British ambassador to Cambodia Dominic Williams reaffirmed the UK’s commitment to supporting mine action in Cambodia, during a meeting with Ly Thuch, first vice-president of the Cambodian Mine Action and Victim Assistance Authority (CMAA) last week.
Williams indicated that the UK is set to approve financial assistance for 2024-25. The aid package will encompass contributions to the Hazardous Area Life-support Organisation (HALO Trust) and the Mines Advisory Group (MAG).
Thuch praised the enduring relationship and cooperation between the two countries in various sectors including trade, foreign affairs, environment, education and health, with a particular emphasis on ordnance removal.
“The UK has been assisting [us] since 1998. Over 160sq km of land has been cleared, and 67,590 landmines and 47,788 unexploded ordnances [UXO] have been detected and destroyed,” he said.
On behalf of the government and the people, Thuch expressed profound gratitude to the UK for its continued support.
Williams commended the CMAA for facilitating the process.
“In alignment with the Mine-Free Cambodia 2025 goal, we have prepared a budget to support operations over the next two years,” he said, adding that the package is awaiting formal approval in November.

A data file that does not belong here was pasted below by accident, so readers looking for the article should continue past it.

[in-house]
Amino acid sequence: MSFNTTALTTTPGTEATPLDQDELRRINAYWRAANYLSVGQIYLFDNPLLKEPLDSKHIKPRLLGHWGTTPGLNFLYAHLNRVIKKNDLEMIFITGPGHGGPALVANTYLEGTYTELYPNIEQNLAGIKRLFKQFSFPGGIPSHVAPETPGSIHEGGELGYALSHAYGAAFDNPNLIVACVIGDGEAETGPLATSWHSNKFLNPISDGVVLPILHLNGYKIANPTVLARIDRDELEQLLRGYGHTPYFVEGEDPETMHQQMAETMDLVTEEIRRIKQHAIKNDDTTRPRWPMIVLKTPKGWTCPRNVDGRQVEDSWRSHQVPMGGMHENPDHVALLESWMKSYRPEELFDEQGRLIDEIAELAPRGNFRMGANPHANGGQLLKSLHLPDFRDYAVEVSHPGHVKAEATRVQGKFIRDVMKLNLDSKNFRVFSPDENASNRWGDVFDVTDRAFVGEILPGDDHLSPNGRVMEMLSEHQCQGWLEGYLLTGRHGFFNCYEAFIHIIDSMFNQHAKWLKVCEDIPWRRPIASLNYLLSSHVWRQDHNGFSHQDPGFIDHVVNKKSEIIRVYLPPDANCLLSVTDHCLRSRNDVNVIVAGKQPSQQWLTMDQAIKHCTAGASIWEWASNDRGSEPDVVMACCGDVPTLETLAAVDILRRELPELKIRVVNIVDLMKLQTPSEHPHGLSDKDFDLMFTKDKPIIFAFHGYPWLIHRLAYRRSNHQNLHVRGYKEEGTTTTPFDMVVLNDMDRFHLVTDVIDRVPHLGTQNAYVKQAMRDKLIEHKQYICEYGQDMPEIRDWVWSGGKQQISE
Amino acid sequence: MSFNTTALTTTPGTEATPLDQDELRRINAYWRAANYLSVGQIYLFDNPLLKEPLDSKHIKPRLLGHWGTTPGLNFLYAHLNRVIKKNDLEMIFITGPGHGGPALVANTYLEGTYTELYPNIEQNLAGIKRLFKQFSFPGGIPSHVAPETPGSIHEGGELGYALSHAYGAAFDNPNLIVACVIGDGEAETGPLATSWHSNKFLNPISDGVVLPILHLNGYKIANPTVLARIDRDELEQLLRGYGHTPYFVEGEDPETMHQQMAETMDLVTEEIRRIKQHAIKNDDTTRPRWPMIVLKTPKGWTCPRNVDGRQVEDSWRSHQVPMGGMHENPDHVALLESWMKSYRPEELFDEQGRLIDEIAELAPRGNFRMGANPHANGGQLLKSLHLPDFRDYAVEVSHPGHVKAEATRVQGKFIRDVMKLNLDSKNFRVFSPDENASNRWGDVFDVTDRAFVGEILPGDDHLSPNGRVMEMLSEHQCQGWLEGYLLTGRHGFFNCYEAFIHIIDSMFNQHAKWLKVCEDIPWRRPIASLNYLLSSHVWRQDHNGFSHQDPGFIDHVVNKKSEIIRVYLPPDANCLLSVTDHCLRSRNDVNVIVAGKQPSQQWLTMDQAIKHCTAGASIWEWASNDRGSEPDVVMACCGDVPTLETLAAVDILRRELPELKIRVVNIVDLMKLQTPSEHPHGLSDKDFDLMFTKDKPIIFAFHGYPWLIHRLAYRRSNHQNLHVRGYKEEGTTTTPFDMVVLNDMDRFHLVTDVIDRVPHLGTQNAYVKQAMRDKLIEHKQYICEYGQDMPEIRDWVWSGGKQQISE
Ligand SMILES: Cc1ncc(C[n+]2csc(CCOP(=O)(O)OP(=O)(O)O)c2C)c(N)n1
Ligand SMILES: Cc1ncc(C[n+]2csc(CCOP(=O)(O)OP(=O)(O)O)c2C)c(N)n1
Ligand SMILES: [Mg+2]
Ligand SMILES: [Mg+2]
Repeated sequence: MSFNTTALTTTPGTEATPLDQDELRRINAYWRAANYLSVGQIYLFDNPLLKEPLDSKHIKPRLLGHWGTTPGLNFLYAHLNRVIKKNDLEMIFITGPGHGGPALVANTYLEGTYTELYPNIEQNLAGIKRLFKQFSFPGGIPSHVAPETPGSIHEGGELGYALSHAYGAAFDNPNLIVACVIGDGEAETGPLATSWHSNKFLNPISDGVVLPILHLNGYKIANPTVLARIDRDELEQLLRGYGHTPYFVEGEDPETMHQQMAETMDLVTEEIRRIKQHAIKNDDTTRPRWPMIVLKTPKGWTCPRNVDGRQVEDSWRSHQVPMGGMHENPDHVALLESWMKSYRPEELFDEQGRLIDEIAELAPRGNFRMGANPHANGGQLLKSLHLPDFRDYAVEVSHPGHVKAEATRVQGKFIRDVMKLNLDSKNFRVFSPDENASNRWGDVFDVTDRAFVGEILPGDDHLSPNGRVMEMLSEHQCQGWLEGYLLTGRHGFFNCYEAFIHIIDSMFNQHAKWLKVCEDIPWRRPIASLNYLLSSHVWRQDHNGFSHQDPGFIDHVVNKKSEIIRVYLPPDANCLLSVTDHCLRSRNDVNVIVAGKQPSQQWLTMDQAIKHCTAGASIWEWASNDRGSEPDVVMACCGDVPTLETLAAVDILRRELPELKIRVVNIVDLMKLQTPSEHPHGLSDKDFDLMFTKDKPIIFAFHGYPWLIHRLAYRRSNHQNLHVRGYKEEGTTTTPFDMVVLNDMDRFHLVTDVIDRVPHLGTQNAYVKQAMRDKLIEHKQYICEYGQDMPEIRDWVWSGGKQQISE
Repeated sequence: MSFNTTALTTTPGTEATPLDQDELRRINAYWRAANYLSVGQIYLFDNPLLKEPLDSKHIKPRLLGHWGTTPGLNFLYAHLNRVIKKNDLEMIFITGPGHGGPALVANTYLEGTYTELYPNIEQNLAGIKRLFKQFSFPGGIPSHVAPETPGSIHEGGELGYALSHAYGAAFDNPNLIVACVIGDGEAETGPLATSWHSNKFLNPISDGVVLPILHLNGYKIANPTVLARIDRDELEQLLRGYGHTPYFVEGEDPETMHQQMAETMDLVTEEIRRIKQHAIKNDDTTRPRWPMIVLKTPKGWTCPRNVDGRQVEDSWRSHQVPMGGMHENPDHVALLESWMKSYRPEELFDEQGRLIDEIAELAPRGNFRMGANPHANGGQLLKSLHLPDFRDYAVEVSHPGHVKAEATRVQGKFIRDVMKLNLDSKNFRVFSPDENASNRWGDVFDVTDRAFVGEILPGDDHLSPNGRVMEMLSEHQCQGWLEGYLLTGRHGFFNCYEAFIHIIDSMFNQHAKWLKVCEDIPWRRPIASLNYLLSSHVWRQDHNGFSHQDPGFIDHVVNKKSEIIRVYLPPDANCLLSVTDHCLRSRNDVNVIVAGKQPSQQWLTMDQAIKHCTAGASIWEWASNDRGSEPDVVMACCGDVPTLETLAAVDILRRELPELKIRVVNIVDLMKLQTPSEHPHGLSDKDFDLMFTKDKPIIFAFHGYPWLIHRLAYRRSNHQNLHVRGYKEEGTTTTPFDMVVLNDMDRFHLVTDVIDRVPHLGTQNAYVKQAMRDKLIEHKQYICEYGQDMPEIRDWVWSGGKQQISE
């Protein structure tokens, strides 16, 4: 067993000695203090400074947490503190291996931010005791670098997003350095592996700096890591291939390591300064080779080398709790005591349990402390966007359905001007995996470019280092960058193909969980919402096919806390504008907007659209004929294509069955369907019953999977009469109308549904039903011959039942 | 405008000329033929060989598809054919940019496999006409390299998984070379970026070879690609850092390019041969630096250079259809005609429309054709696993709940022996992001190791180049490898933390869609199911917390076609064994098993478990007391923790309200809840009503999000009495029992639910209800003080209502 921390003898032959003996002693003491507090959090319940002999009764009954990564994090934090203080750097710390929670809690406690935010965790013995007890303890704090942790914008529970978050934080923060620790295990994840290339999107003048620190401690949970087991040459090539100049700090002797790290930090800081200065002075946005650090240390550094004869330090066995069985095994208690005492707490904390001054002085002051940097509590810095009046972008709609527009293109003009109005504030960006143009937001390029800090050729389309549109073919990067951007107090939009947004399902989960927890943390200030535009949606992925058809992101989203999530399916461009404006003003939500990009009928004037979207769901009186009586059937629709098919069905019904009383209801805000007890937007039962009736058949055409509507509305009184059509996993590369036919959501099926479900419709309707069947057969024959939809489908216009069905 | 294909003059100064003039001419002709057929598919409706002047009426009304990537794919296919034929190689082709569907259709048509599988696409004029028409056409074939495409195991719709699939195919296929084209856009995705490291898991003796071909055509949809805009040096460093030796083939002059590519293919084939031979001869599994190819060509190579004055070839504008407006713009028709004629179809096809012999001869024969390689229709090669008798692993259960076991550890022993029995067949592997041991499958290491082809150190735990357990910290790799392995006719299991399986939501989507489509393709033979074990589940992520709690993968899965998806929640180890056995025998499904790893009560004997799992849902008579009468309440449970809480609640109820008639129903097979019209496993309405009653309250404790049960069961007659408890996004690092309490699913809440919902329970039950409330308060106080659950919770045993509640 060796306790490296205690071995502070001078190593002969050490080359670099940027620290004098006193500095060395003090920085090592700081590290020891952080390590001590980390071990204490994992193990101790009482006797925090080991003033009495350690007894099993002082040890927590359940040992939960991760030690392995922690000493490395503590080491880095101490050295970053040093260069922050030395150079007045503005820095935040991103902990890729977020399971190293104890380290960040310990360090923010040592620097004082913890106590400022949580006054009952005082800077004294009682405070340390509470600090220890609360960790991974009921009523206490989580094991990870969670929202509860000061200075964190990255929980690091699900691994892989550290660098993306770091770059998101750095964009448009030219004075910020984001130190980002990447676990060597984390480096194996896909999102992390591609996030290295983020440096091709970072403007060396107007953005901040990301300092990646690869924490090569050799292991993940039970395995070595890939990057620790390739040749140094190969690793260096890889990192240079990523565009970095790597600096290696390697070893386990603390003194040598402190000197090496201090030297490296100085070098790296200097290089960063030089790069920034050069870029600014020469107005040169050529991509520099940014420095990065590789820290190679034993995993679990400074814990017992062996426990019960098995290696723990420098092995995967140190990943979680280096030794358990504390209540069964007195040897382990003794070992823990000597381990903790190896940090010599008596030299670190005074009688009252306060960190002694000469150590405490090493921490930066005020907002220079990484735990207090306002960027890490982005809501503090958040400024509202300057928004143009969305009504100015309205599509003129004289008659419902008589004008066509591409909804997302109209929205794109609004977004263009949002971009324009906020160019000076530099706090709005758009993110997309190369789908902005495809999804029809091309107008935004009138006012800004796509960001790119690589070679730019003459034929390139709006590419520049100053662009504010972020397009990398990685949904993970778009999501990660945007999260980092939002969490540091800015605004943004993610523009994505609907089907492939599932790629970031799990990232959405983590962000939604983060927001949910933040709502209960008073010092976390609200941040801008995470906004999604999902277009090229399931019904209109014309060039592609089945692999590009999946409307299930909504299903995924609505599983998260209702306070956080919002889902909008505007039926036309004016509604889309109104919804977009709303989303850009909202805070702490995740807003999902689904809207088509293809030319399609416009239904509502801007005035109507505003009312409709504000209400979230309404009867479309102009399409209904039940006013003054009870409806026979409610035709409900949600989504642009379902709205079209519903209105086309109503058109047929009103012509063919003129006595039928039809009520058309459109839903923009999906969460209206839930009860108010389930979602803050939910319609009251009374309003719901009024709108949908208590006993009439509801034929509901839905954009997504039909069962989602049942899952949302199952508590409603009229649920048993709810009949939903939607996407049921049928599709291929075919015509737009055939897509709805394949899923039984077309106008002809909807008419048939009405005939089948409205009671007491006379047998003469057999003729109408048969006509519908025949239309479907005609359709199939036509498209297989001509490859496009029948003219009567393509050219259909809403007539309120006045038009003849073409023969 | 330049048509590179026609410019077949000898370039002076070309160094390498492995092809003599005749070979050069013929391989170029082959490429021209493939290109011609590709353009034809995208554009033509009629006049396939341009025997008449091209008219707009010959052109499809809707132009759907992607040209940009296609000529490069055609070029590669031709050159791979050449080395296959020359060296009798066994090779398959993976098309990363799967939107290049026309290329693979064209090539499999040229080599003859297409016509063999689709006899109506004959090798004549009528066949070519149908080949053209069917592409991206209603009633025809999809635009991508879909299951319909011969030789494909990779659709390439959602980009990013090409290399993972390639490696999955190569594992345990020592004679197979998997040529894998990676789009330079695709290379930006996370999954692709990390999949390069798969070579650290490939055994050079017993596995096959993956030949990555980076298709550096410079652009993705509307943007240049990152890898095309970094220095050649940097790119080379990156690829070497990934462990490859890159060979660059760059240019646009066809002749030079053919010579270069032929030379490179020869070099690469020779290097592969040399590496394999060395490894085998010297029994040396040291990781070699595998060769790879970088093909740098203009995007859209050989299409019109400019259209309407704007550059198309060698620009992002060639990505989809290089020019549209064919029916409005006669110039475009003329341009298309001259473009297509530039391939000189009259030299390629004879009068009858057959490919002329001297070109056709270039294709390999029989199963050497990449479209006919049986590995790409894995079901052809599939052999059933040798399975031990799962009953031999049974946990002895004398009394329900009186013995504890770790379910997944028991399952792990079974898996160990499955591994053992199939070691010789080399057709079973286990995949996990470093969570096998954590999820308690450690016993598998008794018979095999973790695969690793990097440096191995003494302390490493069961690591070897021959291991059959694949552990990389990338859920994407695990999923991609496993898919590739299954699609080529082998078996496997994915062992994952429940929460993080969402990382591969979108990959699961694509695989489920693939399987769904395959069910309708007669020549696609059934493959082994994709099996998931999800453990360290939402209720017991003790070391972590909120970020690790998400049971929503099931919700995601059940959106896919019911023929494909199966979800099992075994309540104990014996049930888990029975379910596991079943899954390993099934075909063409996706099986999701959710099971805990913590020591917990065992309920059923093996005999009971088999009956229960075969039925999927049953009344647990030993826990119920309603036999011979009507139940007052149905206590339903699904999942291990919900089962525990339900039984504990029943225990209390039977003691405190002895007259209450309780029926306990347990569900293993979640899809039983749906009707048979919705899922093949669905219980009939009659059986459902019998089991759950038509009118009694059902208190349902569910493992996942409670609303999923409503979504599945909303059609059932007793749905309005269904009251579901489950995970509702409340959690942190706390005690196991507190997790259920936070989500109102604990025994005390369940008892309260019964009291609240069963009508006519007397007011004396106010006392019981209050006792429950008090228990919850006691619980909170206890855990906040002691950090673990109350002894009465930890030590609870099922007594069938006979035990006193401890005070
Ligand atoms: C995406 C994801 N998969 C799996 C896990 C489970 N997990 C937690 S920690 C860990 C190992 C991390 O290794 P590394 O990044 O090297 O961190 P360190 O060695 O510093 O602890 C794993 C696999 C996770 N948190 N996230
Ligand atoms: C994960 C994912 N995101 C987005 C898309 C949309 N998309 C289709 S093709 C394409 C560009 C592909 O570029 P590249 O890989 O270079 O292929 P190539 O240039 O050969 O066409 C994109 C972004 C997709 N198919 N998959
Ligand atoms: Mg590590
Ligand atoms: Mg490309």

Seun Sam, a policy analyst at the Royal Academy of Cambodia, highlighted the UK’s focus on strengthening relations with developing countries, particularly through aid initiatives aimed at alleviating suffering and fostering well-being.
“The administration and the people of the nation hold a positive view of the UK. The English language curriculum and other educational assistance from them are highly valued. Thus, this demining assistance is significant both in humanitarian terms and in reinforcing diplomacy,” Sam noted.
He added that the bilateral relations between the countries have a 70-year history, surpassing that of most other countries, and while trade volume has remained limited, their assistance continues to be crucial.
On a related note, An Sothea, chief of the 4th Mine Action Unit, reported that specialists from the Cambodia Mine Action Centre (CMAC) are currently working on clearing over 500ha of explosive remnants of war (ERWs) in Siem Reap province’s Srei Snam district, with 25 per cent of the land already cleared. The operation is scheduled to be completed by the end of 2024.